The supermarket price war is intensifying as German discount supermarkets expand their North American footprint. Lidl will open 10 stores in three states this week and aims to have 600 locations over the next five years, while rival Aldi already has more than 1,600 US stores and plans to open 900 more in the next five years. However, while these brands could put pressure on Walmart from a price standpoint, they may not be able to compete with the retail giant on digital – an area where they continue to underinvest.
In Europe, Aldi and Lidl’s aggressive discounting forced major supermarkets to cut prices. The same could happen in the US, increasing the pressure not only on retailers but also brands, which are already losing as Walmart and Amazon compete to bring prices downwards. However, while Aldi and Lidl’s rapid growth has decimated profit margins for their European competitors, these companies significantly lag their peers in digital. Both brands rank as Challenged or Feeble in L2’s Digital IQ Index: Retail Europe across most markets they operate in, with just a few exceptions.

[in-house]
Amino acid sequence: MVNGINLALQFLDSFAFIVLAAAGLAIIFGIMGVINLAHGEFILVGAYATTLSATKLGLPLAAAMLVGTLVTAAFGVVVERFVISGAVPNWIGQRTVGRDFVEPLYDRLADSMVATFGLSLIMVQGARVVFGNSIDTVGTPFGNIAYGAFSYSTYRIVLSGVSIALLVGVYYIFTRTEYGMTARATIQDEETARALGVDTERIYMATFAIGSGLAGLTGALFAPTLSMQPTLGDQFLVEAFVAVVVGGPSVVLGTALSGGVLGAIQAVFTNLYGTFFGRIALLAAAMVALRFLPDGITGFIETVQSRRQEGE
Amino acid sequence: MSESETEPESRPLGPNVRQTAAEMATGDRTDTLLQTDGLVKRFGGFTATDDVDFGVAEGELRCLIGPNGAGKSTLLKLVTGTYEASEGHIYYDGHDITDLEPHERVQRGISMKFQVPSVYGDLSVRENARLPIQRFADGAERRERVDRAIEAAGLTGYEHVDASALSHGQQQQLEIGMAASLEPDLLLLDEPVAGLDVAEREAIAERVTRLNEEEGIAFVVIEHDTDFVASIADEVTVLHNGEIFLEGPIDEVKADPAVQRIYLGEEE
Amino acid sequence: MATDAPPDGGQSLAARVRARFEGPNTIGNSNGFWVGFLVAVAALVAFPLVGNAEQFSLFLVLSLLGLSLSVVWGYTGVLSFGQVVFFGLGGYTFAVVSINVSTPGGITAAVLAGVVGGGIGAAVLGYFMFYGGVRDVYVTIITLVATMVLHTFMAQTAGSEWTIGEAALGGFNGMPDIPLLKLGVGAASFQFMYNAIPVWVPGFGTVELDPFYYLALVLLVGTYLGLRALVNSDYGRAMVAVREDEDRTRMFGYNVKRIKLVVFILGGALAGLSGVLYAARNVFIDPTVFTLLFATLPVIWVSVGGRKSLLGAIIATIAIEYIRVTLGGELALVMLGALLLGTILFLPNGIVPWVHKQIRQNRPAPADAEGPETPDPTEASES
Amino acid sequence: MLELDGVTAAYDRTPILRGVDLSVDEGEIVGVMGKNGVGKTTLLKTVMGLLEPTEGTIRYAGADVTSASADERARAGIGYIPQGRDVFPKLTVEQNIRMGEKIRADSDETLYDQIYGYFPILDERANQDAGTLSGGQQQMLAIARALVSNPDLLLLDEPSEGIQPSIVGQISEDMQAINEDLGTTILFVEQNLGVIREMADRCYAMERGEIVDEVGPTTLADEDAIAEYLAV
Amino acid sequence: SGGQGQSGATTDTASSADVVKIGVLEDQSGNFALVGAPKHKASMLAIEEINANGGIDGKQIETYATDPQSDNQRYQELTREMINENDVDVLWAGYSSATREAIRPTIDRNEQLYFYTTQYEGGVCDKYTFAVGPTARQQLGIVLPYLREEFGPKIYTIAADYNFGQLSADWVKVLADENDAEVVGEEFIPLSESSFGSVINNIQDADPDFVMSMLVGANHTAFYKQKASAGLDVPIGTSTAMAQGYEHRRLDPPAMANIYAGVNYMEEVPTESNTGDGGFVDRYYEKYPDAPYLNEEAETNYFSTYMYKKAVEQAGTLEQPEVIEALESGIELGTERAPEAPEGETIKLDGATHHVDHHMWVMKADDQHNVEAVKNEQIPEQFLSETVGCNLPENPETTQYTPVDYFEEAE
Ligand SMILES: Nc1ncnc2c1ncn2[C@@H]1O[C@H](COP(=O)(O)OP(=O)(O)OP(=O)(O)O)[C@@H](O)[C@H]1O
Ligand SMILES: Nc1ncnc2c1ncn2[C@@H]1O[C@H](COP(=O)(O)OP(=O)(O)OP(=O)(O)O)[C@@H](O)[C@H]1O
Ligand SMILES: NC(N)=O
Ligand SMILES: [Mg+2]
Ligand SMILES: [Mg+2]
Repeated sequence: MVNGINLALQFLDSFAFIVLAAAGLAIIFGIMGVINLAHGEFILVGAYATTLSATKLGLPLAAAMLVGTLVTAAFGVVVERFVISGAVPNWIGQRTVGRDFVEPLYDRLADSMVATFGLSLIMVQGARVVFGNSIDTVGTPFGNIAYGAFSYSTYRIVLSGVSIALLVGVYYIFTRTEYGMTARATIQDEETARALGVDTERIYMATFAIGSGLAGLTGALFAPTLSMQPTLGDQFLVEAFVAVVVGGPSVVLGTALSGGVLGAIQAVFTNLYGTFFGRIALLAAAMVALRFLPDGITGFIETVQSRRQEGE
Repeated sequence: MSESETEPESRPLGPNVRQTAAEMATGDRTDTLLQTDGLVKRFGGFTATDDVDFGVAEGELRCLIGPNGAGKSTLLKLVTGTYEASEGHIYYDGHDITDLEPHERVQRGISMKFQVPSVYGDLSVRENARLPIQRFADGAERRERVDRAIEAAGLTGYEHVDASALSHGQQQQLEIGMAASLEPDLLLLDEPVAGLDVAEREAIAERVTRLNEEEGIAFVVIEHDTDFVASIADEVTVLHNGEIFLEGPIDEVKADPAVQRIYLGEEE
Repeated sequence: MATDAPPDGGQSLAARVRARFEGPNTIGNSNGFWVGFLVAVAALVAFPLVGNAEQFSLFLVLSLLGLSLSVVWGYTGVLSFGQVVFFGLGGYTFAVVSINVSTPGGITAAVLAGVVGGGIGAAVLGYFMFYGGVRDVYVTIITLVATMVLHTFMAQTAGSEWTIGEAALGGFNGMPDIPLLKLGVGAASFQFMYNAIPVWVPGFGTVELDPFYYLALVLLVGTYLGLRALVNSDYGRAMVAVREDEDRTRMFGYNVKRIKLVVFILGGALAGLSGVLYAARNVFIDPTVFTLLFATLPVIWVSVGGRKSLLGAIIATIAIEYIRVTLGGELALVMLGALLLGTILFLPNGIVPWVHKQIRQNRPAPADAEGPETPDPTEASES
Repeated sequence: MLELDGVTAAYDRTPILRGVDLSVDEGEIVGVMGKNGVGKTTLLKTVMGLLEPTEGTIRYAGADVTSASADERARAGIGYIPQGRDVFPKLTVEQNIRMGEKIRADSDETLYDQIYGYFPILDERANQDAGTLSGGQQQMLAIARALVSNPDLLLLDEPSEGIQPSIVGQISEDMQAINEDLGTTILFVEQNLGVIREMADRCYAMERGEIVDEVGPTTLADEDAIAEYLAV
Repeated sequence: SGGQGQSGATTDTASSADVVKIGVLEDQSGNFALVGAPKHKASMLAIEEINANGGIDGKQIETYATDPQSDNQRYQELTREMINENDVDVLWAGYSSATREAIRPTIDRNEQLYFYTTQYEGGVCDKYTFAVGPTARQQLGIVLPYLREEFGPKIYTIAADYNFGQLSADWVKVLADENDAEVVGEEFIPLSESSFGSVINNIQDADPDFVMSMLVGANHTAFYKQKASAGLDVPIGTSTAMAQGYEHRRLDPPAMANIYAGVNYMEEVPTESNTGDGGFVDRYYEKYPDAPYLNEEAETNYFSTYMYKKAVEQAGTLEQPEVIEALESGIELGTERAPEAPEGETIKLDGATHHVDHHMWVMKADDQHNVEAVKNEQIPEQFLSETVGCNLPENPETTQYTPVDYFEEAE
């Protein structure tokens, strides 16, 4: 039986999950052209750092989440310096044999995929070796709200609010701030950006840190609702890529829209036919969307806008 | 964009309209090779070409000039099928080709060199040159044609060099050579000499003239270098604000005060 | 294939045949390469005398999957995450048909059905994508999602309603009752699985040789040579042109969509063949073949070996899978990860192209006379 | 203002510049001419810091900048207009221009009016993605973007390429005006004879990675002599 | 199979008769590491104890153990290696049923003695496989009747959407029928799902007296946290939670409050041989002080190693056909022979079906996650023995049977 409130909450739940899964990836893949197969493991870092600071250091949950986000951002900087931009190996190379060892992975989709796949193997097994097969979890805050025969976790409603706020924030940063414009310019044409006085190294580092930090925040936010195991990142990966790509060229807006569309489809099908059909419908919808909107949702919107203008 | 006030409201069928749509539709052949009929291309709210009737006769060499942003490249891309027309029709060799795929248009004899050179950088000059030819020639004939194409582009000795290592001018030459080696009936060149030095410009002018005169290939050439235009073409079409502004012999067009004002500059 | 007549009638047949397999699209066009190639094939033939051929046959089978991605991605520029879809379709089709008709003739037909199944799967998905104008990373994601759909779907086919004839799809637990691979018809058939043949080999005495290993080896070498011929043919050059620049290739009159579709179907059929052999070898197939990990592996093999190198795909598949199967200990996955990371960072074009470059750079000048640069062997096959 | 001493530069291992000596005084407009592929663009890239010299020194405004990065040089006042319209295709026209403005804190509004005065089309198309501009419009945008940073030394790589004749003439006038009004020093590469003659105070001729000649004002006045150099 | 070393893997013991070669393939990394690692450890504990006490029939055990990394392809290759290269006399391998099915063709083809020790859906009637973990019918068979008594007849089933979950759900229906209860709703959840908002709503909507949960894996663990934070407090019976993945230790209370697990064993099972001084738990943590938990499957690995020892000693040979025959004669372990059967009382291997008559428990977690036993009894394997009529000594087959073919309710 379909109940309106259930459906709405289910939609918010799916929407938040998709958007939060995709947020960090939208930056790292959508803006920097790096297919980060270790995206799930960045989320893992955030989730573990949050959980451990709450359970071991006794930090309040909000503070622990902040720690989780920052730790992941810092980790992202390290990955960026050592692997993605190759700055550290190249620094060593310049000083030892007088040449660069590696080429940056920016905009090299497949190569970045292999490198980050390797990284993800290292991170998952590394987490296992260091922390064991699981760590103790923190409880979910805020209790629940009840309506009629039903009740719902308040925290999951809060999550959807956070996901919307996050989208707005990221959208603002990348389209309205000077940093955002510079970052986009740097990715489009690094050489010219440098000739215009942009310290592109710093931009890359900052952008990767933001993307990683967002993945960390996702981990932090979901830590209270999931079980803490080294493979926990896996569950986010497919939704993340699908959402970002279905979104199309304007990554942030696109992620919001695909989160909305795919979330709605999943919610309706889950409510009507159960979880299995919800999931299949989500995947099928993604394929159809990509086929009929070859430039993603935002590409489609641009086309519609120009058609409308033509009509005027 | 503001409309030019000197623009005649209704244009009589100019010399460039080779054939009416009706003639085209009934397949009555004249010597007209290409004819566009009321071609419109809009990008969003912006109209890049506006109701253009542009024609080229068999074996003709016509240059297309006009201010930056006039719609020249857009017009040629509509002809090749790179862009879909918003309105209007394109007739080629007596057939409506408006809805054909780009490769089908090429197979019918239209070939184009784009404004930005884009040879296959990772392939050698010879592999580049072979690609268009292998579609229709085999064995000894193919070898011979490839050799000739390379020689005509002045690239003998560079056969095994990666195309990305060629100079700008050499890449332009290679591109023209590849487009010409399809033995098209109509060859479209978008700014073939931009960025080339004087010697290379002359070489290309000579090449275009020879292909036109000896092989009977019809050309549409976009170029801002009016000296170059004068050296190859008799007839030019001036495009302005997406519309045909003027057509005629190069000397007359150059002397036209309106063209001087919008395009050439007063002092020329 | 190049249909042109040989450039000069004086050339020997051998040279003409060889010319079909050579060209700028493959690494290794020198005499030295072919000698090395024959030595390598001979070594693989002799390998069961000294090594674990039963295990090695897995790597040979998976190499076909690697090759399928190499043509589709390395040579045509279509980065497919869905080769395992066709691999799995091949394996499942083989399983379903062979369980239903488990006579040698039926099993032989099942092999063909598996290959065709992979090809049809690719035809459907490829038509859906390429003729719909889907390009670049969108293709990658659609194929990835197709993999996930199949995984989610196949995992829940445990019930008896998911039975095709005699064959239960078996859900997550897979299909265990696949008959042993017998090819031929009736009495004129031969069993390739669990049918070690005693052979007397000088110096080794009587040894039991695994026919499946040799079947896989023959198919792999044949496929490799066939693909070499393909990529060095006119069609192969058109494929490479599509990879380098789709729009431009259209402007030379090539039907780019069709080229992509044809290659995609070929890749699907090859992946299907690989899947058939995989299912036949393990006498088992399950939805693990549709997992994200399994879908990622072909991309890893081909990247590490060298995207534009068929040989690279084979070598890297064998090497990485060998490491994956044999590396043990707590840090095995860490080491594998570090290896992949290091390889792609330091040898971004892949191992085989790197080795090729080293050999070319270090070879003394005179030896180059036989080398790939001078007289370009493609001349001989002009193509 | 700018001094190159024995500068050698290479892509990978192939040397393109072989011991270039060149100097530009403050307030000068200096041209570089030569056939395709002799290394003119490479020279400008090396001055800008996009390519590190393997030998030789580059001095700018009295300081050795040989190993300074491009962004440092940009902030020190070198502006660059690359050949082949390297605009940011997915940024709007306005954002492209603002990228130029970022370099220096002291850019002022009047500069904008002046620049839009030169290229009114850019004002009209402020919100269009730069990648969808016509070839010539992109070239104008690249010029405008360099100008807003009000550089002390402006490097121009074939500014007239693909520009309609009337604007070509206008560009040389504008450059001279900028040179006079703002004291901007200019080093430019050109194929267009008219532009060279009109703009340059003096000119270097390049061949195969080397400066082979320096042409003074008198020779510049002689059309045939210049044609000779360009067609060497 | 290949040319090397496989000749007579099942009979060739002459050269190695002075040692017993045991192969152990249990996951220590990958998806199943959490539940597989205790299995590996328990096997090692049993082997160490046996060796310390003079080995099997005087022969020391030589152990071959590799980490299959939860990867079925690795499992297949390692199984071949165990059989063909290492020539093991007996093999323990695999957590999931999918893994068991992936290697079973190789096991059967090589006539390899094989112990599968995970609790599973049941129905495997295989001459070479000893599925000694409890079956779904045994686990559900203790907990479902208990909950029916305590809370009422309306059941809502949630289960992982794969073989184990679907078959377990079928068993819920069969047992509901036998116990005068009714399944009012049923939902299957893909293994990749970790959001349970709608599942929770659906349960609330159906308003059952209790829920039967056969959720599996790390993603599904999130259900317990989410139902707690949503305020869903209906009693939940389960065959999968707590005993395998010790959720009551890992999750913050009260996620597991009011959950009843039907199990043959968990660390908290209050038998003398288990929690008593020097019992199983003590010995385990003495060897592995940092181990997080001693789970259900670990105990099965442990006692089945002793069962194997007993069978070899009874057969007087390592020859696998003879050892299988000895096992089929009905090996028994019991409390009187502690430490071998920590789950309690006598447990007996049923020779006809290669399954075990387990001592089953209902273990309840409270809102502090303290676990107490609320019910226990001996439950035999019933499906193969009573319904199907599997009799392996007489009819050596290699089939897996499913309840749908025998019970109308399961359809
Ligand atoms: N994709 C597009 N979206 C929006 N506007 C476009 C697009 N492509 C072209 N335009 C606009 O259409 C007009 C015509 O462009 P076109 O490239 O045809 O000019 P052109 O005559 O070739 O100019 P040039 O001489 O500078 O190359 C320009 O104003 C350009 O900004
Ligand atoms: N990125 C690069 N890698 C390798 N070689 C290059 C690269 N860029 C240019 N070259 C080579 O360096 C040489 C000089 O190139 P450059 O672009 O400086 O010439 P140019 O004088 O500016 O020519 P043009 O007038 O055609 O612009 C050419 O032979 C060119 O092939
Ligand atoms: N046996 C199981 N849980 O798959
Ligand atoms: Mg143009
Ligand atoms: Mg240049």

In France, Aldi demonstrates less digital savvy than any other retailer in L2’s study. Likewise in Italy, where the brand’s digital investments fall behind other grocers. Aldi earns a rank of Average in the UK, but even there the brand lags grocery competitors in omnichannel and e-commerce, where its offerings are limited to wine and non-food “Specialbuys.” Similarly, Lidl ranks as Gifted only in its native Germany, where it recently launched a click-and-collect program, while lagging competitors in other markets. In the UK, for instance, Lidl is the bottom-performing Retail brand.
Given Amazon’s sway over the US market and Walmart’s aggressive efforts to counter it, can Aldi and Lidl represent a viable threat? If they focus as much on digital investments – particularly e-commerce – as they do on low prices, the supermarkets might have a chance.